The following serves to be an opportunity for a CLC group to grow in the CLC way of life as they deepen their sense of being a community of friends in the Lord, finding God in all things, and discovering and living out our personal vocation. This invitation is extended through the practice of spending the next few months sharing spiritual autobiographies.
The following points might serve to be helpful:
- First, it helps facilitate a more intimate knowing of all members of the group in light of their unique spiritual histories. With grounding in these rich histories, members are invited to more openly and gently receive the gift of each person in the group.
- Second, due to the nature of this sharing, it fosters the space for each member to cultivate greater trust, vulnerability, and honesty within the community.
- Third, it invites each member to reflect upon the various shaping elements of his or her spiritual life, perhaps in a way that has not been readily identified or shared previously.
This time of personal, deepened sharing of the group’s individual journeys with God will lay a stronger foundation to help each other cultivate a more discerning heart to pay more attention to how God is moving in our lives and how our personal vocations are unfolding. From this lens, a greater attunement to God’s faithfulness, care, and love over the course of one’s life may be illuminated. Grounded in these many graces, the group is invited to be a part of the present chapter of deepening grace in the lives of the individual members and in the growing life of the community.
After a general introduction of the exercise to the group, inquire as to the group’s desire to engage it. This should be an exercise that feels supported by the whole of the community in order for it to prove most effective. If it is not fully supported when proposed, engage a conversation with the group in regards to hesitancies and barriers to the exercise. As the facilitator, you may determine that it may or may not be an exercise that can be returned to at a later time.
Members will take turns in presenting their spiritual autobiographies over the course of subsequent meetings (See “How to Use this Resource” for suggested outline). General guidelines and points for reflection can be found on the subsequent page. Make sure to emphasize the importance of each autobiography being unique without possessing the ability to be qualified as “right” or “wrong.” The essence lies in the gift of each journey shared. After presenting general reflection points for their preparation, inquire if there are any lingering questions or concerns. After adequate time and space for discussion, invite members to sign up for a particular week when they will be sharing their spiritual autobiographies so that they can prayerfully prepare in the meantime.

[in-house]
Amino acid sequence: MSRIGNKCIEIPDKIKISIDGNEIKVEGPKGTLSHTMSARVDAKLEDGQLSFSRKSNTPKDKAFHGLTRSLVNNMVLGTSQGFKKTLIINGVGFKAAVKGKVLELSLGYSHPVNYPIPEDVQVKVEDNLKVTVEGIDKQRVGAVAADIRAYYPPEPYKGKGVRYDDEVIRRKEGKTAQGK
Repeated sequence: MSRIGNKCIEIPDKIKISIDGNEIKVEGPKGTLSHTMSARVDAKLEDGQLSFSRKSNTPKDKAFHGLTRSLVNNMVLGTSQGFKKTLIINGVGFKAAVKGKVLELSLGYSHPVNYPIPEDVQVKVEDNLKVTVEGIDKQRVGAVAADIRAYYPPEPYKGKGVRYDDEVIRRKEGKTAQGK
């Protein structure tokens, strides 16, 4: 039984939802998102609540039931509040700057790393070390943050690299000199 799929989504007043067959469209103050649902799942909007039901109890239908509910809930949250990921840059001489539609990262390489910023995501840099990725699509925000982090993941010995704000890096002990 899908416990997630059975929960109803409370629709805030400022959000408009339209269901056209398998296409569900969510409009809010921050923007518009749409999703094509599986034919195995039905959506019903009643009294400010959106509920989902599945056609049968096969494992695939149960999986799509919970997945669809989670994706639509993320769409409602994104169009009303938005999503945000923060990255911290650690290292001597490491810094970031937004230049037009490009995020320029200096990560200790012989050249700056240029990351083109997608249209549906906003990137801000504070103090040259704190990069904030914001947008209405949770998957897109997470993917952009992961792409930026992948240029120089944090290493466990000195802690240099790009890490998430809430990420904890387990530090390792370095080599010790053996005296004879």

*Please note: Spiritual Autobiographies may be spread out and may prove most effective if implemented on alternate meetings. It is fine if the process takes up to 9 months but it should not take longer than 1 year. As always, be attentive to the Spirit and open to the shifting of meetings in order to more fully respond to the needs of the group.
- Copies of Spiritual Autobiography Outlines
- Calendar with meeting dates for sign-ups of Spiritual Autobiography
- Scripture passages
- Meditative Music
Grace: to recognize our shared journey as pilgrims “on the way.”
As always, spend a few minutes allowing group members to check in after a week apart. Click here for some ideas on how to facilitate this time.
- Introduce the Spiritual Autobiographies in your own words. Feel free to use the “Facilitator Notes” for guidance. Distribute the Spiritual Journey hand out and review with group.
- Read or view one of the following biographies of St. Ignatius, the pilgrim:
Upon engaging Ignatius’ story, invite members to reflect on the following:
- What stands out to you upon hearing Ignatius’ story?